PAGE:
By Hiding Their Blood, These Frogs Pull Off The Ultimate Disappearing Act
Glass frogs have a superpower: If you look at them from above, they look like regular green frogs. But if you flip one over, you can see right into their bodies: hearts, intestines, bones, and all.
As these frogs doze off, however, something changes: They disappear. Well, almost. A new study shows that the frogs can hide their red blood cells as they sleep, becoming expert camouflagers.
Dr. Carlos Taboada, a biologist at Duke University, is a co-author on this study and he joins Ira to talk about the glass frogs’ tricks.
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Dr. Carlos Taboada is a biologist at Duke University in Durham, North Carolina.
IRA FLATOW: Have you ever heard of a glass frog? They are these little frogs found all over Central and South America. And what’s incredible about them is that they look green from the top, but if you flip one over, it looks like– you guessed it– glass. You’ll see their hearts, their intestines, their bones, and everything.
But as these frogs doze off, something almost magical happens– the frogs disappear. Well, almost. Here to tell us how these frogs pull off such a unique magic trick is my guest Dr. Carlos Taboada, biologist at Duke University based in Durham, North Carolina. Welcome to Science Friday.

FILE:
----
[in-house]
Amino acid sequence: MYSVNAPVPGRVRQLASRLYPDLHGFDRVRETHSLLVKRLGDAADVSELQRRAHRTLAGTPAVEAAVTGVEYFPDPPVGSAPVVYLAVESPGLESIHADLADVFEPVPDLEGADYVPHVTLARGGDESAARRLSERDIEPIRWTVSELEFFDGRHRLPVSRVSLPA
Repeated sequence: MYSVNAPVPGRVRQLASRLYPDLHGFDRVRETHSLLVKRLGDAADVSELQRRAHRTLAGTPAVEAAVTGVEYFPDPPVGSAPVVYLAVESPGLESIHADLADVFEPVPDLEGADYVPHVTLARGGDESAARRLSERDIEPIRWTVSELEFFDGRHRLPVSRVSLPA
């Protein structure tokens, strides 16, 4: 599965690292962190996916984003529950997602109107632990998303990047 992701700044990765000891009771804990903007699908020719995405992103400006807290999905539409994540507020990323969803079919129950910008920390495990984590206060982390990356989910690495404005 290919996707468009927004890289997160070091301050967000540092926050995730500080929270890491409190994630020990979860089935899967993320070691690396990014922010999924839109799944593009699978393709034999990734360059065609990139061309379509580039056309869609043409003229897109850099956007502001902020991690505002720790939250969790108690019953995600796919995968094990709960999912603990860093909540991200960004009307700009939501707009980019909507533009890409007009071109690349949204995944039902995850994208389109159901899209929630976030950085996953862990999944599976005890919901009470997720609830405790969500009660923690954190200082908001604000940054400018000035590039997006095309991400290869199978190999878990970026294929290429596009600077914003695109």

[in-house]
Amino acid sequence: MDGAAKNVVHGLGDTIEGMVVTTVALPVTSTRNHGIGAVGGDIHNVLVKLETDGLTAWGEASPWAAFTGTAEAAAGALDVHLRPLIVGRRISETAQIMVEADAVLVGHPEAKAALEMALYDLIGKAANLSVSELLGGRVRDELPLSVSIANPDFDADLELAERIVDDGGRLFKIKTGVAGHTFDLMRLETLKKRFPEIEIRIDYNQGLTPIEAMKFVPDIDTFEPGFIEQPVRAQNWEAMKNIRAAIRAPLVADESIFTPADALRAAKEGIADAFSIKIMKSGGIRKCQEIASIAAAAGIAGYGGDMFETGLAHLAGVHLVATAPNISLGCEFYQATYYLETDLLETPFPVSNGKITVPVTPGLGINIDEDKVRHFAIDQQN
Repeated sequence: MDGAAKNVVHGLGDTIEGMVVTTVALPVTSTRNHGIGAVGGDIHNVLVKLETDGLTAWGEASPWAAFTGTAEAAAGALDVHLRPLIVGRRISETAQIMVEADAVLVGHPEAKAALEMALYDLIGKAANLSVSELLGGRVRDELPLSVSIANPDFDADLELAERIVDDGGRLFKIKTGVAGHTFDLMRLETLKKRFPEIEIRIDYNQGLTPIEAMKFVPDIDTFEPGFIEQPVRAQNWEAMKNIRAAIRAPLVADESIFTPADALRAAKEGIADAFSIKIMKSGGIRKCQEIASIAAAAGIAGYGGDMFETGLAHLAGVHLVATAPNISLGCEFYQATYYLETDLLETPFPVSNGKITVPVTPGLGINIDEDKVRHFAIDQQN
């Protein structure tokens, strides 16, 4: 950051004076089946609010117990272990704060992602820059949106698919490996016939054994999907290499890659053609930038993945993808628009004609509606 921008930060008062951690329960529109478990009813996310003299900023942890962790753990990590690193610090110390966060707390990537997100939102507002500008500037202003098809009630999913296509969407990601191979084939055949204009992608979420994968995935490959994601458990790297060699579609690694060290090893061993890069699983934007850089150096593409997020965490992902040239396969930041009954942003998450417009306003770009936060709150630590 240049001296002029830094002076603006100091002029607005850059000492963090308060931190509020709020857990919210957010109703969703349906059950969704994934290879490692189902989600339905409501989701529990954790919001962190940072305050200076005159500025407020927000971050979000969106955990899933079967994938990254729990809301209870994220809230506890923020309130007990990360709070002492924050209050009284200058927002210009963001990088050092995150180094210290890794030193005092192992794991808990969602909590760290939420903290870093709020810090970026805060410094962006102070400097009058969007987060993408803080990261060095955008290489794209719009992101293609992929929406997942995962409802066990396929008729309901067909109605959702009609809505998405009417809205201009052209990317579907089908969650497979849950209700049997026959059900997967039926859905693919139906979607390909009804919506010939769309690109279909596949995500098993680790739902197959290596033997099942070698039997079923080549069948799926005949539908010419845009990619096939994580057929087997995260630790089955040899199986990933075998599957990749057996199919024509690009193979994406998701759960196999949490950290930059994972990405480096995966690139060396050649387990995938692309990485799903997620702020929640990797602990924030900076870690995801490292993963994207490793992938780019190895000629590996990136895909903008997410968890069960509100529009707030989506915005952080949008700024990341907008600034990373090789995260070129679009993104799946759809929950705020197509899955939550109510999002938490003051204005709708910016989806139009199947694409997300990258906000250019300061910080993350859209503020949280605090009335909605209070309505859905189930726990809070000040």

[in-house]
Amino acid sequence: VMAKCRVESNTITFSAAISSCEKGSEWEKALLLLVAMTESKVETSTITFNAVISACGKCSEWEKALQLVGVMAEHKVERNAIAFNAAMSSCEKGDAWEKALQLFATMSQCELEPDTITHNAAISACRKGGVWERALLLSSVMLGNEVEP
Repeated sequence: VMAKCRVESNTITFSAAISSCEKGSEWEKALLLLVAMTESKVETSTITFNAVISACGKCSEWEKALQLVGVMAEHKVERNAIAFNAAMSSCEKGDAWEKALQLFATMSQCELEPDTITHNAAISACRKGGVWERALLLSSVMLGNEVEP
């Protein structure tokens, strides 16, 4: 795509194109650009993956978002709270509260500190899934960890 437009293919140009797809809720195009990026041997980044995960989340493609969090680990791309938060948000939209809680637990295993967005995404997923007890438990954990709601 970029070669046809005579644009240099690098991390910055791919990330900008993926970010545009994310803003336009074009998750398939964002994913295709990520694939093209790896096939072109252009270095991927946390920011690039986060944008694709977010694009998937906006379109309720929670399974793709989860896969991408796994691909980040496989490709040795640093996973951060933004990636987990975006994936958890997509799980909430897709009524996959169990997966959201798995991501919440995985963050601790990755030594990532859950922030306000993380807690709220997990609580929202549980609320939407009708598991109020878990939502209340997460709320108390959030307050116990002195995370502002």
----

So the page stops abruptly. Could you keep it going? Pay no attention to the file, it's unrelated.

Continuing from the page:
CARLOS TABOADA: Thank you so much for having me here.
IRA FLATOW: You’re welcome. Let’s get into the details because this is some amazing trick. How do the frogs do it?
CARLOS TABOADA: What we found basically is the animals can pull out 90% of their red blood cells when they sleep and basically aggregate all of those cells inside of the livers, basically to remove most of the pigments that would normally create an opaque animal, like us, for example.
IRA FLATOW: That’s really interesting. Why does it only happen when they’re sleeping?
CARLOS TABOADA: We’re still trying to figure that out. What we know is that when they sleep, in a way, they’re less aware of predators. They become transparent. And they reduce their metabolic rates. In a way, it’s a tradeoff. They can do it while they sleep if they stay motionless without a big oxygen supply. When they are awake, they need to meet their metabolic needs because they start chasing preys. They start breeding, vocalizing, and they need more oxygen. So it’s then when they become opaque and cannot hide their red blood cells anymore.